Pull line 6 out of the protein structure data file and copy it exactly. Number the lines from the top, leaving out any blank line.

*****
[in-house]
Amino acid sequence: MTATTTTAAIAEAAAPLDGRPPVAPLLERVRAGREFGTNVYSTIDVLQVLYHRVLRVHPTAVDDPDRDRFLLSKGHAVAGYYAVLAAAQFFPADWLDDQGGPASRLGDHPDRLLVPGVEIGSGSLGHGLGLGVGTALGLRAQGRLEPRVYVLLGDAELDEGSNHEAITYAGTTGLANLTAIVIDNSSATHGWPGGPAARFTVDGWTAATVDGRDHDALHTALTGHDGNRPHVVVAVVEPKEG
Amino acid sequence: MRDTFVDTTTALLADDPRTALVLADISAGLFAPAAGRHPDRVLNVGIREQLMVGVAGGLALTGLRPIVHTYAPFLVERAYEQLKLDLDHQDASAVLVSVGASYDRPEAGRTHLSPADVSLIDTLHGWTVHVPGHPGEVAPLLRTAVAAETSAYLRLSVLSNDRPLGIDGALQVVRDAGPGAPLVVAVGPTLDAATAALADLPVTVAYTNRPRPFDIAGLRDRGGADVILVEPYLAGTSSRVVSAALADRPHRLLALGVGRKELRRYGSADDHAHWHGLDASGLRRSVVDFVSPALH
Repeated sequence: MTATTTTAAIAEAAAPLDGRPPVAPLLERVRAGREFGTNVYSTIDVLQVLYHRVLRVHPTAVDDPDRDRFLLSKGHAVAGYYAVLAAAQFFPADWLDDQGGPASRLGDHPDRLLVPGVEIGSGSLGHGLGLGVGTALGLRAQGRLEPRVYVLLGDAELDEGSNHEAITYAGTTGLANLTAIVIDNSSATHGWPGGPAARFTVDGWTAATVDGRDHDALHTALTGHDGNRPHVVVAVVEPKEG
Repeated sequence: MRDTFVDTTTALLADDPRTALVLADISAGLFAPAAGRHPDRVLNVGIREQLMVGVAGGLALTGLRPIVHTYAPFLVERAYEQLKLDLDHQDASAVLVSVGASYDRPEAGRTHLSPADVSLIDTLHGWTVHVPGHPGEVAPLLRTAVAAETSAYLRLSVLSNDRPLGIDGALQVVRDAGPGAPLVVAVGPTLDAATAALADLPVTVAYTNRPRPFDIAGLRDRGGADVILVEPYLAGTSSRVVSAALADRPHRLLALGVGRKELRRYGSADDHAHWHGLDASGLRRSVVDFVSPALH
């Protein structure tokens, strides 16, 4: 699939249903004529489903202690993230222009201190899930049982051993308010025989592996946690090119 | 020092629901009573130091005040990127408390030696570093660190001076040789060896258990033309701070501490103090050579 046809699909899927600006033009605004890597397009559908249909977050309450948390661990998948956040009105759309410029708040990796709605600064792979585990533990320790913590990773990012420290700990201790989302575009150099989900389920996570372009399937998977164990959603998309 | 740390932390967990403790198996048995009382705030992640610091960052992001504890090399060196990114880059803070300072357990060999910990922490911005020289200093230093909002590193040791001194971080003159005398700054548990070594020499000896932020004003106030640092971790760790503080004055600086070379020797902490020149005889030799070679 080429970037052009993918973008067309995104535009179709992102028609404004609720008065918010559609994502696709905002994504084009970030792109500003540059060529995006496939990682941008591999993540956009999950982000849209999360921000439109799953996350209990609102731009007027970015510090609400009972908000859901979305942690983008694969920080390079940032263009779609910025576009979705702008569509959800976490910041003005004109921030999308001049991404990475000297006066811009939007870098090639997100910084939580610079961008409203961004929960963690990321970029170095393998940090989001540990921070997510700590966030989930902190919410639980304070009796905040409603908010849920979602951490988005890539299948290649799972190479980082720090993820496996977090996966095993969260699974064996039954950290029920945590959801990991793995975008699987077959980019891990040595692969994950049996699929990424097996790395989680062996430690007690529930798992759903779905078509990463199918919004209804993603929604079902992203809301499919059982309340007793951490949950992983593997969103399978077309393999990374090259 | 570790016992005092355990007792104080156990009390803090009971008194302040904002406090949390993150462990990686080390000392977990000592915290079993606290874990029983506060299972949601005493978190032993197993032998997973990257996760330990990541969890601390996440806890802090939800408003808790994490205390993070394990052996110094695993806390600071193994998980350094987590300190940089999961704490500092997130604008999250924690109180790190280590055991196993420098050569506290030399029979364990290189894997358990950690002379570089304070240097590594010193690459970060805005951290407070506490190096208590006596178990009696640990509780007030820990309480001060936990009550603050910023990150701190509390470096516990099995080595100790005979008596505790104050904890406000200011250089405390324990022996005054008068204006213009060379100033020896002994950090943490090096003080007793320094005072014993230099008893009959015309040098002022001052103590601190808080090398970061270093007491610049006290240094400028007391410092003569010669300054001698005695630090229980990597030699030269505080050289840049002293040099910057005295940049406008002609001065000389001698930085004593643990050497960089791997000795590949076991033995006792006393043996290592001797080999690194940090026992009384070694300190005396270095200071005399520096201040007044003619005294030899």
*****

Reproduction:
């Protein structure tokens, strides 16, 4: 699939249903004529489903202690993230222009201190899930049982051993308010025989592996946690090119 | 020092629901009573130091005040990127408390030696570093660190001076040789060896258990033309701070501490103090050579 046809699909899927600006033009605004890597397009559908249909977050309450948390661990998948956040009105759309410029708040990796709605600064792979585990533990320790913590990773990012420290700990201790989302575009150099989900389920996570372009399937998977164990959603998309 | 740390932390967990403790198996048995009382705030992640610091960052992001504890090399060196990114880059803070300072357990060999910990922490911005020289200093230093909002590193040791001194971080003159005398700054548990070594020499000896932020004003106030640092971790760790503080004055600086070379020797902490020149005889030799070679 080429970037052009993918973008067309995104535009179709992102028609404004609720008065918010559609994502696709905002994504084009970030792109500003540059060529995006496939990682941008591999993540956009999950982000849209999360921000439109799953996350209990609102731009007027970015510090609400009972908000859901979305942690983008694969920080390079940032263009779609910025576009979705702008569509959800976490910041003005004109921030999308001049991404990475000297006066811009939007870098090639997100910084939580610079961008409203961004929960963690990321970029170095393998940090989001540990921070997510700590966030989930902190919410639980304070009796905040409603908010849920979602951490988005890539299948290649799972190479980082720090993820496996977090996966095993969260699974064996039954950290029920945590959801990991793995975008699987077959980019891990040595692969994950049996699929990424097996790395989680062996430690007690529930798992759903779905078509990463199918919004209804993603929604079902992203809301499919059982309340007793951490949950992983593997969103399978077309393999990374090259 | 570790016992005092355990007792104080156990009390803090009971008194302040904002406090949390993150462990990686080390000392977990000592915290079993606290874990029983506060299972949601005493978190032993197993032998997973990257996760330990990541969890601390996440806890802090939800408003808790994490205390993070394990052996110094695993806390600071193994998980350094987590300190940089999961704490500092997130604008999250924690109180790190280590055991196993420098050569506290030399029979364990290189894997358990950690002379570089304070240097590594010193690459970060805005951290407070506490190096208590006596178990009696640990509780007030820990309480001060936990009550603050910023990150701190509390470096516990099995080595100790005979008596505790104050904890406000200011250089405390324990022996005054008068204006213009060379100033020896002994950090943490090096003080007793320094005072014993230099008893009959015309040098002022001052103590601190808080090398970061270093007491610049006290240094400028007391410092003569010669300054001698005695630090229980990597030699030269505080050289840049002293040099910057005295940049406008002609001065000389001698930085004593643990050497960089791997000795590949076991033995006792006393043996290592001797080999690194940090026992009384070694300190005396270095200071005399520096201040007044003619005294030899």